Cultures Meet in Language Lessons, a World Premiere in Ann Arbor

News   Cultures Meet in Language Lessons, a World Premiere in Ann Arbor
A ballerina and a retired diplomat are the main characters in the world premiere of Joseph Zettelmaier's Language Lessons, opening Jan. 26 at Performance Network in Ann Arbor, MI.

David Wolber directs the play, which is billed this way by the resident Equity troupe: "In Language Lessons, a 28-year old Russian ballerina on her final tour becomes a guest of a retired American diplomat. Over the course of a summer they unearth each other's long-buried secrets and learn how similar their worlds are. What begins as a humorous clash of cultures and ideals becomes a deeper understanding of the things that make us human."

The cast features Terry Heck, Aphrodite Nikolovski and R.L. Smith.

Performance Network premiered Zettelmaier's The Stillness Between Breaths. He is an associate artist here at the Network, and has served in many capacities, including stage manager, actor and fight choreographer.

His most recent play, All Childish Things, premiered in summer 2006. Other plays include Night Blooming at the Blackbird Theatre, Fever Dreams at the Treetown Festival and Point of Origin at the Fireside Festival of New Works. Zettelmaier is also an adjunct professor at Eastern Michigan University, where he teaches dramatic composition.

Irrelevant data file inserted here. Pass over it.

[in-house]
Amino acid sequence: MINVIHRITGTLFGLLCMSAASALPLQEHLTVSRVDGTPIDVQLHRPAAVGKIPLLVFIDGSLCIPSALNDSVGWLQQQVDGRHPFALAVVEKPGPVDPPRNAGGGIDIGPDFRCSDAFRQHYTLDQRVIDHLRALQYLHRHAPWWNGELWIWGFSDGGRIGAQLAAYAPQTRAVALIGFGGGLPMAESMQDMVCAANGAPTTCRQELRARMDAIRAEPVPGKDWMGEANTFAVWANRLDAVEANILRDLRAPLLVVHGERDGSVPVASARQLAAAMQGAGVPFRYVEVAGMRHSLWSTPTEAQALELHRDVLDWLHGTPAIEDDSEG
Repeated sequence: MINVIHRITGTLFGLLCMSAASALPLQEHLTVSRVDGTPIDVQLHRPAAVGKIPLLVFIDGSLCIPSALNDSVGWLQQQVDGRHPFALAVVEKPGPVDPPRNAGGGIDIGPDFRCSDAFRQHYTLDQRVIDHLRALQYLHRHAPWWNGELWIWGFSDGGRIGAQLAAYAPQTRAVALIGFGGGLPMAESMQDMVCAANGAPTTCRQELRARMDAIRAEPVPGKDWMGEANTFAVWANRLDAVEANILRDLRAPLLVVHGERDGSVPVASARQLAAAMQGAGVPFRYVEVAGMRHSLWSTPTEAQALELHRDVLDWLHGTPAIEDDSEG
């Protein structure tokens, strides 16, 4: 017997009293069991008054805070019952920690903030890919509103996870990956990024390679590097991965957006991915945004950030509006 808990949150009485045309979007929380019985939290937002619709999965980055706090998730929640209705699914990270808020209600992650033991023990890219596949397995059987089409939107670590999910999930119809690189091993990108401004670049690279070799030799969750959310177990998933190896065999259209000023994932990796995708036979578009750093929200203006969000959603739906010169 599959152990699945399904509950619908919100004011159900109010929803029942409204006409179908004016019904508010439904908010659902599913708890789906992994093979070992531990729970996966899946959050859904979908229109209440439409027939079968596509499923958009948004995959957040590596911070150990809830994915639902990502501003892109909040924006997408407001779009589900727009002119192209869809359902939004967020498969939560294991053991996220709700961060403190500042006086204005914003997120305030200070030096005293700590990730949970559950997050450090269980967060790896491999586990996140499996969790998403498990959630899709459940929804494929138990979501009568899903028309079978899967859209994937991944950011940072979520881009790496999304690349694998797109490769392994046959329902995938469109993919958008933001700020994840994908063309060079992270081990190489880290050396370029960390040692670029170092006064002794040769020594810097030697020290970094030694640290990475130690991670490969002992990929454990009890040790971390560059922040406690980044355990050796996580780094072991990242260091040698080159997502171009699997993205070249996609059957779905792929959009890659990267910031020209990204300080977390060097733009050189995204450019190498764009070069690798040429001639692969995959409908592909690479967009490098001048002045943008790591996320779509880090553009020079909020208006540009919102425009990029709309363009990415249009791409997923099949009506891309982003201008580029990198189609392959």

Language Lessons began previews Jan. 18. Performances continue to Feb. 25. "I began writing Language Lessons in July of 2005, not long after losing my Uncle Tony to a long battle with cancer," the playwright shares in production notes. "At the funeral, my Uncle Charlie listed the many wonderful things that Tony had done with his life. He'd helped students that no one else would help, he took time out of his life every day to share some small kindness to the world. And then my Uncle Charlie called my name, and the names of my brother and cousins, and simply said, 'Now it's your turn.' I think about that moment a lot. How do we affect the world around us? What is the right way to utilize our abilities? I was once told that, as a writer, it is my duty to shine a light on the darkest corners of humanity. But I find that when I turn on the TV, or read a newspaper, or even listen to the radio, I'm inundated with that darkness more often then not. And I begin to wonder if the crueler nature of man really needs a spotlight. Perhaps it's time to shed some light on something else altogether."

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